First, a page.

Why We Should All Want to be Indentured Servants

http://wp.me/p2UZoK-ja“What would you like me to do next, Mum,” Laura asked as she curtsied and then put the broom away.

I looked at her and stifled a giggle. She wore her blue prairie dress and pink apron that I’d made her earlier that year so that she could dress up like a character in one of her favorite book series, and a sunbonnet hung down her back. “You may dust the house,” I said, handing her our wool duster.

“It should have feathers,” she answered, and then caught herself. “Yes, Mum, right away mum,” she said with a grin (and I’m sure her eight-year-old imagination immediately solved the problem of working with a modern duster) and another curtsey. I liked this new, helpful ‘indentured servant’ who immediately and cheerfully set out to do her chores.

An hour earlier, when she’d first called me ‘Mum’ and explained that she wanted to be an indentured servant when she grew up, I had shrugged and wondered how long this phase would last. “Oh, wonderful!” I had said, “That means I’ll only have to buy you one set of clothes each year. Just think of the savings!”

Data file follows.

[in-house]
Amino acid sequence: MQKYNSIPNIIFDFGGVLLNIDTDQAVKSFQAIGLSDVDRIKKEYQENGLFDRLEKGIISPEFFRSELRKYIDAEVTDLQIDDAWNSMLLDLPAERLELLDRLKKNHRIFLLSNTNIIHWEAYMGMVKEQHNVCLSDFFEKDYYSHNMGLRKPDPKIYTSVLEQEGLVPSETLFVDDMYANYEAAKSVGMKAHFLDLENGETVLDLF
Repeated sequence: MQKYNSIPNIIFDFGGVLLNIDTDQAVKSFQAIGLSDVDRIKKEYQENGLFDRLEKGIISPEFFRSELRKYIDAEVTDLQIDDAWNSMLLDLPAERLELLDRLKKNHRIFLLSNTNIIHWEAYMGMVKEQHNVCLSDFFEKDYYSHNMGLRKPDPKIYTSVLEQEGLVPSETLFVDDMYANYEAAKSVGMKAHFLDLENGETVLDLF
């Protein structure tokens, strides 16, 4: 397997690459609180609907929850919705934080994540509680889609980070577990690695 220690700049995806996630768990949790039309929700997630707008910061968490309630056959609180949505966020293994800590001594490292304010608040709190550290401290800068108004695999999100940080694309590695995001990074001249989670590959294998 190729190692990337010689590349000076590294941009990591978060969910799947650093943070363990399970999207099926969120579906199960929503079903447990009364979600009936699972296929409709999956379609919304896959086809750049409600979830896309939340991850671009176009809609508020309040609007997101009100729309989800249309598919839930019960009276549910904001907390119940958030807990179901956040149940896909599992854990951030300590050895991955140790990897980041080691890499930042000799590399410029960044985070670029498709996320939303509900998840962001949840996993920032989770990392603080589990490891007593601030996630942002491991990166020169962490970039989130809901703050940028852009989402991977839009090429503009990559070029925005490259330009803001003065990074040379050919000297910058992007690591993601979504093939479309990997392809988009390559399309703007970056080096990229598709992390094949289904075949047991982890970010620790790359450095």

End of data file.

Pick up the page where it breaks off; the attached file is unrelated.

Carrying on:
“Yes, Mum,” she’d answered, “that’s written in the contract.”

I’d handed her the broom and asked her to sweep the house. Both of our girls liked to act out stories that they read (they went through a phase of wrapping themselves in blankets and hanging by their feet off the back of the couch when they read Stellaluna). I wondered how long this phase would last. Seriously, though, how long would someone want to act the part of an indentured servant? And what mother in her right mind would go along with the career choice?

Thirteen years later, I realize that every mother should want her child to grow up to be an indentured servant. No, not some kind of modern slave—my desire for both of our daughters is that they indenture themselves for life to their heavenly Father. That serving others comes as second nature.

I’ve been reading and pondering Luke 13—where Jesus washes the disciples’ feet and tries to help them understand that he came to serve and to save—not to perform miraculous signs and defeat the Roman empire.

The Lord and King and Creator knelt down on the hard floor in the position of servitude and scrubbed the nasty feet that had trudged through dust and muck and who knows what else in order to show his closest friends that he expected servant behavior out of them.

“I have set an example that you should do as I have done for you. I tell you the truth, no servant is greater than his master, nor is a messenger greater than the one who sent him. Now that you know these things you will be blessed if you do them.” (Luke 13:15-17 NIV)